Arizona gyms can’t open, judge rules, but state must let them apply
PHOENIX – Arizona’s gyms can’t resume operations, but the state must give them a way to apply for reopening, a judge ruled Tuesday.
Maricopa County Superior Court Judge Timothy Thomason issued the ruling a day after hearing expert testimony in a lawsuit filed by Mountainside Fitness and EOS Fitness against Gov. Doug Ducey’s June executive order to close certain businesses, including gyms, in an effort to mitigate the spread of coronavirus.
“The Executive Orders, as implemented, violate procedural due process,” the 24-page ruling says. “As set forth above, fitness centers must be provided a prompt opportunity to apply for reopening. The process for doing so must be in place within one week from the date of entry of this Order. The Executive Orders, however, do not violate substantive due process.”
Dr. Cara Christ, director of the Arizona Department of Health Services, told the court Monday that gym users can spread the virus through vigorous breathing within enclosed spaces, even when mask and social distancing requirements are followed.
Will Humble, executive director of the Arizona Public Health Association and a former state health director, testified on behalf of the health clubs. He said club members wearing masks and social distancing are safer than customers who take off masks while dining at restaurants.
The state’s restaurants are permitted to serve customers inside, but only if they keep occupancy below 50% of capacity.
Arizona’s gyms had been allowed to reopen in May after being closed under the stay-at-home order issued at the outset of the pandemic.
But after COVID-19 cases and hospitalizations soared, Ducey issued an executive order June 29 that again closed indoor gyms and fitness centers, bars, movie theaters, water parks and tubing.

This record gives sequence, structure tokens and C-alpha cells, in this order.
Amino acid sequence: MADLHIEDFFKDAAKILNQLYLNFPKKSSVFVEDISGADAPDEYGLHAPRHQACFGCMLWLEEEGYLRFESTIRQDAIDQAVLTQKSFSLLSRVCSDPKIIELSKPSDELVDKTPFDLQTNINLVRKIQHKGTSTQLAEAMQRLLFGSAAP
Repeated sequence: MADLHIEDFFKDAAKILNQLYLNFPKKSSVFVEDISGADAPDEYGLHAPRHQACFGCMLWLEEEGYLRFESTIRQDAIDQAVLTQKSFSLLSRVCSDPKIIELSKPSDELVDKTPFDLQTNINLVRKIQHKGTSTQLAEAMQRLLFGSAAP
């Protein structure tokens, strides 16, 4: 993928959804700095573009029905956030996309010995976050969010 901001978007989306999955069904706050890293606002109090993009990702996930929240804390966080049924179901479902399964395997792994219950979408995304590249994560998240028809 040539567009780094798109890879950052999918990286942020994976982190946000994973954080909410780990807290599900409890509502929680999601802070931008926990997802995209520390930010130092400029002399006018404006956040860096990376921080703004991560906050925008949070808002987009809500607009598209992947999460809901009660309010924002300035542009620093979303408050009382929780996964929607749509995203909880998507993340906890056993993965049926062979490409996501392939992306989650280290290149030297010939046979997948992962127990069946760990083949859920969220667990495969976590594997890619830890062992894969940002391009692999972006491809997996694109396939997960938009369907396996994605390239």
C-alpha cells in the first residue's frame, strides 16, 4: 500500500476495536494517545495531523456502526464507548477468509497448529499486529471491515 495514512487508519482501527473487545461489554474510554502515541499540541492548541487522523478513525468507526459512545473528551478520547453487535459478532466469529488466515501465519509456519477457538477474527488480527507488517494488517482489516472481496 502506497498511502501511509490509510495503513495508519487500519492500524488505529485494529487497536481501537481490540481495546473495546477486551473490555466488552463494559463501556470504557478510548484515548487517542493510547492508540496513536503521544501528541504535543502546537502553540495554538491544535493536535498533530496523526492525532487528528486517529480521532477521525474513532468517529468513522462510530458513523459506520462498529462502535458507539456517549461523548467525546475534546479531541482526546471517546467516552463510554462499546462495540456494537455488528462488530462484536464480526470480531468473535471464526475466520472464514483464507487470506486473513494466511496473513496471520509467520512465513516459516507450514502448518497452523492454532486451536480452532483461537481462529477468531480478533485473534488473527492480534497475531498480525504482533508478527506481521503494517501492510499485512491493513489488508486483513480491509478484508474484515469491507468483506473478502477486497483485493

Mountainside Fitness remained open and sought an injunction against the order, but Thomason ruled in favor of the government on July 7, saying the state “has the weight of the law on its side.”
Mountainside closed its 18 Arizona locations after that ruling.
Ducey’s executive order had no set end date but included a provision calling for it to be reconsidered for repeal or revision every two weeks starting July 27. He has extended the order once already, and the next review is due by Monday.
The closure order also mandated state officials to create requirements that gyms will have to follow when they get the green light to reopen. The first draft of the list was posted last month along with a form for gyms to submit to attest they are following orders to stay closed and will follow requirements to reopen when given clearance.
Tuesday’s ruling, however, says the attestation form doesn’t adequately give gyms a way to apply for reopening as set forth in the executive order.
The Arizona Department of Health Services has links to the requirements and form on top of its website.
“We wanted to make sure that they had an idea of what we were thinking so that they could be ready to go when the decision is made that they can reopen,” Christ told KTAR News 92.3 FM on July 24.
The first draft of the requirements, dated July 22, included a provision that gyms and fitness centers would be able to operate only at or below 50% of fire code capacity.
A revised draft, dated July 31, calls for occupancy to remain at or below 25% of capacity.
Arizona reported 1,008 new coronavirus cases and 66 more deaths on Tuesday, bringing the state’s documented totals to 180,505 COVID-19 infections and 3,845 fatalities.
The spread of coronavirus in Arizona has been slowing in the weeks after the implementation of face mask requirements in many areas — including all of Maricopa County — and the statewide executive orders to close certain businesses and restrict restaurant occupancy.
Those moves were made after the state became a global hot spot for the coronavirus, which has no impact on some people and is seriously debilitating or fatal for others. Infected people without symptoms – which include but are not limited to cough, fever and difficulty breathing — are capable of spreading the virus.
The Associated Press contributed to this report.
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